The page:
Contributor: Ellen E. Swanson
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One of the first things we do in health care when someone comes to us is to assess their health status. I prefer to think of this as accessing the client. When you access a person, you walk a mile in their shoes, so to speak. That’s why presence, connecting or joining, using the felt sense, relationship-as-intervention, and listening from the heart (i.e., body intelligence) are essential tools.
If the circular mandala isn’t a practical tool for this, it offers a definite conceptual benefit. As one business owner said, “When I have a difficult decision to make, I just think about that mandala circle and it really helps me make better decisions.”
Perhaps then just thinking about the mandala circle during the assessment process could change the way we perceive the person. Instead of perceiving of them in a linear fashion, we could more easily embrace their essence and thus their model of their world.
There are several ways to apply the mandala template during the assessment. The first option uses empirical knowledge and incorporates intuitive, innate, body intelligence/felt sense, and reflective knowledge, all holistic nursing theory concepts.
In this first option the rings are used as follows.
Ring 1, the Rainbow Ring: Divide the body up into seven systems (empirical knowledge).
7. Ear, eye, nose, and throat
Ring 2: Assessment and diagnostic information for each system (what you learned about the client). The space under the rainbows could be used to include the intuitive, innate, body intelligence/felt sense, and reflective knowledge.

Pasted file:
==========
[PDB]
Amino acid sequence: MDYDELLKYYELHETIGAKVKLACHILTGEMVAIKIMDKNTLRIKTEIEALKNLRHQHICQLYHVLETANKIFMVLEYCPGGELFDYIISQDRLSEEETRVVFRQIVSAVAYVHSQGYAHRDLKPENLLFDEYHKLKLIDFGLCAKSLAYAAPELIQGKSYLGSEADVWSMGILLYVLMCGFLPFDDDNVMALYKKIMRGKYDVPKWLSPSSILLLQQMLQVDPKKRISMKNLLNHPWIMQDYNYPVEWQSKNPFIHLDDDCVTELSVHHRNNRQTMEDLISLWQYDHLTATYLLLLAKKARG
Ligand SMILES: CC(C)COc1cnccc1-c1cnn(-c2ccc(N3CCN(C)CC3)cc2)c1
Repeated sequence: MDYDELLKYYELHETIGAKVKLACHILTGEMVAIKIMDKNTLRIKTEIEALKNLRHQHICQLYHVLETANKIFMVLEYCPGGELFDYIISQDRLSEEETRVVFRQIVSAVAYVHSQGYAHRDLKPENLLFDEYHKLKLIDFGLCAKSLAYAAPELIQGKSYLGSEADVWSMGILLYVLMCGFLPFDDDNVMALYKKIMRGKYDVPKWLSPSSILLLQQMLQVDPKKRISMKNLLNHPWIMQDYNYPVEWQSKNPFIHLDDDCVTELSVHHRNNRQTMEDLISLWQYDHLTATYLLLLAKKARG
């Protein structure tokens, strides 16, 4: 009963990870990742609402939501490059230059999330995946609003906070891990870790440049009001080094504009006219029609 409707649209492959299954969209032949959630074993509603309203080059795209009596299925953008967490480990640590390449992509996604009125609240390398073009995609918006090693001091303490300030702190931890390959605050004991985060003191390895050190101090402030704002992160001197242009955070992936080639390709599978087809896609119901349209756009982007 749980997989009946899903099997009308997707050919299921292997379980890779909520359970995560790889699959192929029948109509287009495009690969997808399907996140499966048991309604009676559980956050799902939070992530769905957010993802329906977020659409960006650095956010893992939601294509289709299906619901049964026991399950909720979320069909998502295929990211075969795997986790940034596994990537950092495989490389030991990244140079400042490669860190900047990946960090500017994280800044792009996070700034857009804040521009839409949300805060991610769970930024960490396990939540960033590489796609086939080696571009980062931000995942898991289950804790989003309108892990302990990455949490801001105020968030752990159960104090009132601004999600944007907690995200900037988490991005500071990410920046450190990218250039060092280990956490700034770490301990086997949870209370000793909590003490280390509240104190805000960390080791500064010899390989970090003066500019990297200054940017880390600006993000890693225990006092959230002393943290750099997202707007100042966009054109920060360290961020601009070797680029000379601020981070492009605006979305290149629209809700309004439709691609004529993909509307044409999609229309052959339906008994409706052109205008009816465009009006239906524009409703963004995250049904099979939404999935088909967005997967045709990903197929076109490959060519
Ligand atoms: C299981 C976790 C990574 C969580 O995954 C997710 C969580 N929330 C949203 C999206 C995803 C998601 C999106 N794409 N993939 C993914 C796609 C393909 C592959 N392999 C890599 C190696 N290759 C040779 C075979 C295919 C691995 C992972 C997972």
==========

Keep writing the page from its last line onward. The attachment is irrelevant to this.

Ring 3: Plan of care for body, mind (includes emotions), and spirit based on how the client currently cares for self.
Ring 4 and Center: The goals for, or how the plan manifests in, each life aspect, taking into consideration what the patient currently values in each life aspect.
The mandala that follows gives a glimpse of how the essence of the person could be visualized and honored using the rings as defined above.
The second application option would cover the social information about the person.
Ring 1, the Rainbow Ring: The client’s resources or sources, such as people, organizations, interests, etc.
Ring 2: What each resource or source provides and the contact information for each. Again, use the space under the rainbows to include the intuitive, innate, body intelligence/felt sense, and reflective knowledge.
Rings 3, 4, and Center would be the same as the nursing model above.
Historically, our downfall has been to use only the empirical and linear knowledge we gain in such information gathering, whether initially in the assessment or in the ongoing care of the client. Hopefully just reflecting on these visual models will help us to remember and use the intuitive, innate, body intelligence/felt sense, and reflective sources from within the client and the health-care practitioner.
Holistic nursing concepts source:
Frisch, N. (2013). Nursing theory in holistic nursing practice. In B. Dossey & L. Keegan (Eds.) Holistic nursing a handbook for practice, 6th Ed. (pp. 117-128). Burlington, MA: Jones and Bartlett Learning.